Requires installation/configuration on client machines Not good for Web e.g. ODBC Bridge

Type II Driver
Native API drivers Requires installation/configuration on client machines Used to leverage existing CLI libraries Usually not thread-safe Mostly obsolete now e.g. Intersolv Oracle Driver, WebLogic drivers

Type III Driver

Calls middleware server, usually on database host Very flexible -- allows access to multiple databases using one driver But its another server application to install and maintain e.g. Symantec DBAnywhere

Type IV Driver
100% Pure Java Use Java networking libraries to talk directly to database engines Only disadvantage: need to download a new driver for each database engine e.g. Oracle, mSQL

JDBC is implemented via classes in the java.sql package

Basic steps in using JDBC

Load the driver. Define the connection URL. Establish the connection. Create a statement object. Execute a query. Process the result. Close the connection.

Loading and Registering Driver

try{ Class.forName(Driver); }catch(ClassNotFoundException e) { System.out.println(Unable to load driver); }

Loads, chooses drivers

a series of SQL statements to and from the DB

a single SQL statement

the records returned from a Statement

Connection getConnection (String url, String user, String password) Connects to given JDBC URL with given user name and password. Throws java.sql.SQLException. Returns a Connection object.

A Connection represents a session with a specific database. Within the context of a Connection, SQL statements are executed and results are returned. Can have multiple connections to a database. Also provides metadata -- information about the database, tables, and fields. Also methods to deal with transactions.

Obtaining a Connection
try { Class.forName (Driver"); Connection con = DriverManager.getConnection(DBURL,username ,password); } catch (ClassNotFoundException e) { e.printStackTrace(); } catch (SQLException e) { e.printStackTrace(); }

Connection Methods
Statement createStatement()

returns a new Statement object

PreparedStatement prepareStatement(String sql)

returns a new PreparedStatement object

CallableStatement prepareCall(String sql)

returns a new CallableStatement object

Why all these different kinds of statements? Optimization.

A Statement object is used for executing a static SQL statement and obtaining the results produced by it.

Statement Methods
ResultSet executeQuery(String)
Execute a SQL statement that returns a single ResultSet.

int executeUpdate(String)
Execute a SQL INSERT, UPDATE or DELETE statement. Returns the number of rows changed.

A ResultSet provides access to a table of data generated by executing a Statement. Only one ResultSet per Statement can be open at once. The table rows are retrieved in sequence. A ResultSet maintains a cursor pointing to its current row of data. The 'next' method moves the cursor to the next row.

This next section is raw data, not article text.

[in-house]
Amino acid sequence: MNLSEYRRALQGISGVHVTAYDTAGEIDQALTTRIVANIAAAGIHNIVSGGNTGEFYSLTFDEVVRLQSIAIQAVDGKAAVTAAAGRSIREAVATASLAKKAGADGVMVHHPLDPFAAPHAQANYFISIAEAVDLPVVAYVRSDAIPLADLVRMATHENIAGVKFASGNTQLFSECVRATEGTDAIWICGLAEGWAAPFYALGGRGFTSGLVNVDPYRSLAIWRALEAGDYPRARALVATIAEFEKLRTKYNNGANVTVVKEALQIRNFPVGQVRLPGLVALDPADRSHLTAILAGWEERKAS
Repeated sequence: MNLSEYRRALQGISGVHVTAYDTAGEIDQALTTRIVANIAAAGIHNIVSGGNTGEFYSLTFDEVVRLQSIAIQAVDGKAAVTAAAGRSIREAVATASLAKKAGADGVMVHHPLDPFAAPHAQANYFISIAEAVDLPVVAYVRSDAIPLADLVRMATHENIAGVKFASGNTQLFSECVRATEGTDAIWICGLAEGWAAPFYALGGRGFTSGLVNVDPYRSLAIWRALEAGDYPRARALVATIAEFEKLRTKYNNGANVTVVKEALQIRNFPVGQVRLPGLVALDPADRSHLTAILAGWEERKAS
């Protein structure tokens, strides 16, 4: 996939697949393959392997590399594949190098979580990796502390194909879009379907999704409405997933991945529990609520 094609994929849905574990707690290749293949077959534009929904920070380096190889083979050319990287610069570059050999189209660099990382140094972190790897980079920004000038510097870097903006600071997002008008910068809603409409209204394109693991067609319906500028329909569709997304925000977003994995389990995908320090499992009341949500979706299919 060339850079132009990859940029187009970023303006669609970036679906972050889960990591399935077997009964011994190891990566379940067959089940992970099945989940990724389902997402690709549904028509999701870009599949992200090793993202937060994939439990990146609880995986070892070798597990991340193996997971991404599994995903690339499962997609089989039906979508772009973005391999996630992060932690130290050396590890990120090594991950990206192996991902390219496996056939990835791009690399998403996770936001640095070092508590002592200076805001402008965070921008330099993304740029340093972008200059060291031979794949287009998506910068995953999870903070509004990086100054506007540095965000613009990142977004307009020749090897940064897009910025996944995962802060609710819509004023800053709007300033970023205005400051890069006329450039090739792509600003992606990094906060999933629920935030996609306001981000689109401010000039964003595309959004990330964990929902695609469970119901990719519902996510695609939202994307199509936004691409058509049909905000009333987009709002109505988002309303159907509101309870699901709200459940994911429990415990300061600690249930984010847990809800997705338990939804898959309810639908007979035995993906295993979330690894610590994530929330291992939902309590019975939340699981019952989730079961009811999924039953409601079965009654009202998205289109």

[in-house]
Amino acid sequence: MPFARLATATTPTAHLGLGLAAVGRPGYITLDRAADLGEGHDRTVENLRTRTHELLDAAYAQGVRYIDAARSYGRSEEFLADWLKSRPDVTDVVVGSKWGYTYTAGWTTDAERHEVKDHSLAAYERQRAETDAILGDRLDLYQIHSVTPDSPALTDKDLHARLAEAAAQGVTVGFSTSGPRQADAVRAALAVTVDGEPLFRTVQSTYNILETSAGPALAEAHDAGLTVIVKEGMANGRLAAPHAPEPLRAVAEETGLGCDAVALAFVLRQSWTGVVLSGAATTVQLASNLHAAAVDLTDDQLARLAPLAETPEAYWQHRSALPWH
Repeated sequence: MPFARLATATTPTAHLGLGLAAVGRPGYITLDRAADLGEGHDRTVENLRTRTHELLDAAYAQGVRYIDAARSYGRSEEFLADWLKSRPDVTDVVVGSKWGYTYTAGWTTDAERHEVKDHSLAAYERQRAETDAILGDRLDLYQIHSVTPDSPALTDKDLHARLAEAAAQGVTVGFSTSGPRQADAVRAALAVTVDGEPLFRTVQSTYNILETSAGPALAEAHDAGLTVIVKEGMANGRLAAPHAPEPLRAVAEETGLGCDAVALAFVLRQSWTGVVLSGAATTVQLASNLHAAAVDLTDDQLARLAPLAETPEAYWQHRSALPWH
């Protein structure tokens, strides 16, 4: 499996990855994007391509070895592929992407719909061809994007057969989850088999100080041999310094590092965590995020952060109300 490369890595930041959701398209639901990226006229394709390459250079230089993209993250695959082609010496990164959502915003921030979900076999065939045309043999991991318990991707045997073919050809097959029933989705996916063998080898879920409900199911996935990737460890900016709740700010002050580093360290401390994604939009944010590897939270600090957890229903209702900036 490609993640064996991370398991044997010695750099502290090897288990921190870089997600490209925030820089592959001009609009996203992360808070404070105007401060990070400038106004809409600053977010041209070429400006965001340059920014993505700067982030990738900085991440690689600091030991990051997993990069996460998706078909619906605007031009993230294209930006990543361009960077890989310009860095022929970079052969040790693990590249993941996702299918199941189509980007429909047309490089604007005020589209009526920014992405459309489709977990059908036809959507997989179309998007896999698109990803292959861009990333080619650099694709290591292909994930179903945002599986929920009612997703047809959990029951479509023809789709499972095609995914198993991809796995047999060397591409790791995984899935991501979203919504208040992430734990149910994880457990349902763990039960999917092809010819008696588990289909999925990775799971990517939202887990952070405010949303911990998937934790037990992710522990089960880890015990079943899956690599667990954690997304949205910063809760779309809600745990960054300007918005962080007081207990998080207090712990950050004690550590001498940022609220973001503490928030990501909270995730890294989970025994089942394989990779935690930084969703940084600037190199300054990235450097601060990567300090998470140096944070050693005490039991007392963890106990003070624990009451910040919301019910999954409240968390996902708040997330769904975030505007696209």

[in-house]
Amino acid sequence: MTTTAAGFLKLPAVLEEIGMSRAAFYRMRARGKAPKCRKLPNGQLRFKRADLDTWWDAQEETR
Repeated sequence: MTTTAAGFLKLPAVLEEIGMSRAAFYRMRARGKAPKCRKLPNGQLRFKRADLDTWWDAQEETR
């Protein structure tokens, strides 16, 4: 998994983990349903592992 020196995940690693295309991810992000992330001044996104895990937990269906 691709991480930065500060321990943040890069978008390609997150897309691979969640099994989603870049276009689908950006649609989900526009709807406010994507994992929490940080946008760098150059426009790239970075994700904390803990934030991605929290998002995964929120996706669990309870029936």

you cant rewind in JDBC 1.0 In JDBC 2.0 it is supported

ResultSet Methods
boolean next()
activates the next row the first call to next() activates the first row returns false if there are no more rows

void close()
disposes of the ResultSet allows you to re-use the Statement that created it

ResultSet Methods
Type getType(int columnIndex)
returns the given field as the given type fields indexed starting at 1 (not 0)

Type getType(String columnName)

same, but uses name of field less efficient

int findColumn(String columnName)

looks up column index given column name

ResultSet Methods
String getString(int columnIndex) boolean getBoolean(int columnIndex) byte getByte(int columnIndex) short getShort(int columnIndex) int getInt(int columnIndex) long getLong(int columnIndex) float getFloat(int columnIndex) double getDouble(int columnIndex) Date getDate(int columnIndex) Time getTime(int columnIndex)

JDBC Class Usage

DriverManager Driver




Commonly used Type 4 Drivers



Configuring Driver
Download the driver jar file in a directory. Set the path of the directory in the CLASSPATH environment variable.

Connection URL


A Simple JDBC application

loadDriver getConnection createStatement execute(SQL) Result handling yes More results ? no closeStatment closeConnection

import java.sql.*; public class jdbctest { public static void main(String args[]){ try{ Class.forName("oracle.jdbc.driver.OracleDriver"); Connection con = DriverManager.getConnection ("jdbc:oracle:thin:@localhost:1521:orcl", scott", tiger"); Statement stmt = con.createStatement(); ResultSet rs = stmt.executeQuery ("select name, number from emp where ecode> 2"); while( System.out.println(rs.getString(1) + " (" + rs.getInt(2) + ")"); stmt.close() con.close(); } catch(Exception e){ System.err.println(e); }}}

In SQL, NULL means the field is empty Not the same as 0 or In JDBC, you must explicitly ask if a field is null by calling ResultSet.isNull(column)